In addition to these possible challenges to the fragile truce in Syria, there are still two more major problems: the border with Turkey, which is still not fully under control, and the central-eastern part of the country where the Syrian Army exercises no control whatsoever. 

    If the military-security situation in Syria moves in an undesirable direction, Russia has all the capacity to once again offer aid to state structures and quickly and efficiently achieve designated objectives. 

    The fight with the Islamic State terrorist organization will continue, but this struggle is not exclusive to Syria taking into account that the international organization operates both actively and passively at different points in the world and has the ability to transform. 

    Future political decisions 

    As concerns the peace process, a political solution to resolving the Syrian conflict, and the future of the Syrian state’s structure, it can be said that the current situation is critical for the preservation of Syria as a unified state. 

    The public is familiar with the demand that Syria be formally preserved as a unified state, but in reality Syria is set to be practically divided into three parts. Federalization means the formation of a Kurdish state in the north of the country, the government’s control over the south with the capital of Damascus - populated by Christians, Alawites, and Druzes -, and Sunni control over the central part of the country. Such a “solution” would be similar to the Dayton Agreement which established Bosnia and Herzegovina as an extremely complex and dysfunctional state in which the executive, legislative, and judicial powers are foreign-controlled. The division of Syria would lead the country into a similar situation which is unsustainable in the long run. Syria must establish control over the entire territory of the country (including the Golan Heights) and be preserved in its present borders as a unitary state. The serious consequences of the devastating war that still rages in Syria cannot be repaired by bad compromises. The international community must return to the principles of international law and respect for the sovereignty and territorial integrity of states.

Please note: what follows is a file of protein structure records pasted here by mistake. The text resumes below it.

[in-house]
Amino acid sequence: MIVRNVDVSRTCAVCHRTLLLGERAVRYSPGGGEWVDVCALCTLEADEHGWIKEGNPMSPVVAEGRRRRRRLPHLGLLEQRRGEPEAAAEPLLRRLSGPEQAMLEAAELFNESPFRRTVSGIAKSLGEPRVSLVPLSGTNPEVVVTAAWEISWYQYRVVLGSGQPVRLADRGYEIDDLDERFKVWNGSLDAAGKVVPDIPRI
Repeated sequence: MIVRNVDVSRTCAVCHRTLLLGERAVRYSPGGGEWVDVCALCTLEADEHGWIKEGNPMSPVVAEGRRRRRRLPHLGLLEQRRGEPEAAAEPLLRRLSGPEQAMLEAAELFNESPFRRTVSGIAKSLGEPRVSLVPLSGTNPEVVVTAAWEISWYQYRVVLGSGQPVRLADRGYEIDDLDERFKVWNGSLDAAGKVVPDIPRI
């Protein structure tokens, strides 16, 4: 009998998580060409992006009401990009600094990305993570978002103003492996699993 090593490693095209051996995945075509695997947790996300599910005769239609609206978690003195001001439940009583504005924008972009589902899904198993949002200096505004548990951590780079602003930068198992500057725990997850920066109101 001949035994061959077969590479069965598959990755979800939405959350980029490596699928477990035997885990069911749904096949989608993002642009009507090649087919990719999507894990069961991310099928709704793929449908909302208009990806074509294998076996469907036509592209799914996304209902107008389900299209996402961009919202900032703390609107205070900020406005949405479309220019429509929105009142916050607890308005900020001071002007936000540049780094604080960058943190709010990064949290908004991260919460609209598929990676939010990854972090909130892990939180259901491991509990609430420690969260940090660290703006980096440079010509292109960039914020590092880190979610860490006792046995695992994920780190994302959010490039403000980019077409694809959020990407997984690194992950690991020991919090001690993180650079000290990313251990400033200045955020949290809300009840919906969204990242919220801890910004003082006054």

President Bashar Al-Assad has remained a consistent opponent of terror and the destruction of Syria. He did not resign from his position even during the most difficult conditions when the fate of the country was completely uncertain. He has thus gained the status of a great statesman who stayed by his country and people during the most difficult of times. Yet serious task remain before Syrian politicians which have to be resolved, including dialogue with the so-called “moderate opposition” with whom they recently still fought, and dialogue with those who stand behind this opposition and initiated the conflict in Syria.

    Instead of a conclusion, I would like to quote Syrian President Bashar Al-Assad: “We have learned one lesson. The most important lesson. We now know that the West is dishonest and pursues policies which are far removed from the principles of international law and the United Nations.” This is something that we should have learned a long time ago in Serbia.